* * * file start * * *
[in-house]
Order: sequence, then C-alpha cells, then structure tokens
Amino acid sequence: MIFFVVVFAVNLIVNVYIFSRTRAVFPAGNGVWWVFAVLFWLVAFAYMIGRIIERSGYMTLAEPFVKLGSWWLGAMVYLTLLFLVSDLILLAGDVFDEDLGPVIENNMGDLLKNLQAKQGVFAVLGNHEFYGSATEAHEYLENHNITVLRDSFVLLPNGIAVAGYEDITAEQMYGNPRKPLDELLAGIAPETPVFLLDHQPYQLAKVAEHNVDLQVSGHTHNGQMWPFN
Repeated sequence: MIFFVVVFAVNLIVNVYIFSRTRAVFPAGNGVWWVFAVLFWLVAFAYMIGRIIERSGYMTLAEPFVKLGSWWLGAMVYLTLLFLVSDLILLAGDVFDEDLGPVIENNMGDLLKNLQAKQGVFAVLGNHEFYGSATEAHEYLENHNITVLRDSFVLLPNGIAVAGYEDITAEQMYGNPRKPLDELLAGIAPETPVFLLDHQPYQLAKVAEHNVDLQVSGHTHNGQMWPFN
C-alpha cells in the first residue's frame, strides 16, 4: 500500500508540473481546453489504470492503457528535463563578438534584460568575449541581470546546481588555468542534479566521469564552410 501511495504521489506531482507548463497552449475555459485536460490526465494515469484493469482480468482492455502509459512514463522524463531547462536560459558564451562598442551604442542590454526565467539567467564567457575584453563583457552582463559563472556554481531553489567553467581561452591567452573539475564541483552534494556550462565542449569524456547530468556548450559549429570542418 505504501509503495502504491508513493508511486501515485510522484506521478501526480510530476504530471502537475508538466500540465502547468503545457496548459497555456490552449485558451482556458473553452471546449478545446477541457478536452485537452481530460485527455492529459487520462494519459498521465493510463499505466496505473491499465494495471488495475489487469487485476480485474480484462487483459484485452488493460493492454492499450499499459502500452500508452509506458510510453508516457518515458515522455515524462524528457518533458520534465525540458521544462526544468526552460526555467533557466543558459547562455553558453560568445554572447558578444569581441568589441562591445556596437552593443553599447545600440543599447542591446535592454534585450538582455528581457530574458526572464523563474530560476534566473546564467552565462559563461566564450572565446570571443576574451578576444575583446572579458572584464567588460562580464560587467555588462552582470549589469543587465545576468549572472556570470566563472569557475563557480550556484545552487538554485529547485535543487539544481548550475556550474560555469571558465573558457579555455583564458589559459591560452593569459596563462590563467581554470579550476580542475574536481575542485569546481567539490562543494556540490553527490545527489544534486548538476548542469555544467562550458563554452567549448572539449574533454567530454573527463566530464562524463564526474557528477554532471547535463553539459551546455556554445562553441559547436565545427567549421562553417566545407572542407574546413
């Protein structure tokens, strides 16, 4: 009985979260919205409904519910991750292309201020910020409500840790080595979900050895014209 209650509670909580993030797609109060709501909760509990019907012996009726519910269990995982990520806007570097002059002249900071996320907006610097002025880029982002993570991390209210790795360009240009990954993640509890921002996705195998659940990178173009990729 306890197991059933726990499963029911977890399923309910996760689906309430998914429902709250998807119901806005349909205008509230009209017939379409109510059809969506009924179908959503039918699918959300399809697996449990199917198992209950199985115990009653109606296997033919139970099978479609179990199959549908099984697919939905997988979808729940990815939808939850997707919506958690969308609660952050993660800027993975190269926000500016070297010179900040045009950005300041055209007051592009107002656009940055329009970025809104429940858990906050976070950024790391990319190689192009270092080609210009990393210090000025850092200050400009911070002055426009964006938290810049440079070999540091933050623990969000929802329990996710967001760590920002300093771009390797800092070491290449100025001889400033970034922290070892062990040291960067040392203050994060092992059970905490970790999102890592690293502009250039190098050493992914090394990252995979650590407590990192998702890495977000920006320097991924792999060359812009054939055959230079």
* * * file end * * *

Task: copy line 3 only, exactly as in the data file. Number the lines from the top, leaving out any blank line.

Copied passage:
Amino acid sequence: MIFFVVVFAVNLIVNVYIFSRTRAVFPAGNGVWWVFAVLFWLVAFAYMIGRIIERSGYMTLAEPFVKLGSWWLGAMVYLTLLFLVSDLILLAGDVFDEDLGPVIENNMGDLLKNLQAKQGVFAVLGNHEFYGSATEAHEYLENHNITVLRDSFVLLPNGIAVAGYEDITAEQMYGNPRKPLDELLAGIAPETPVFLLDHQPYQLAKVAEHNVDLQVSGHTHNGQMWPFN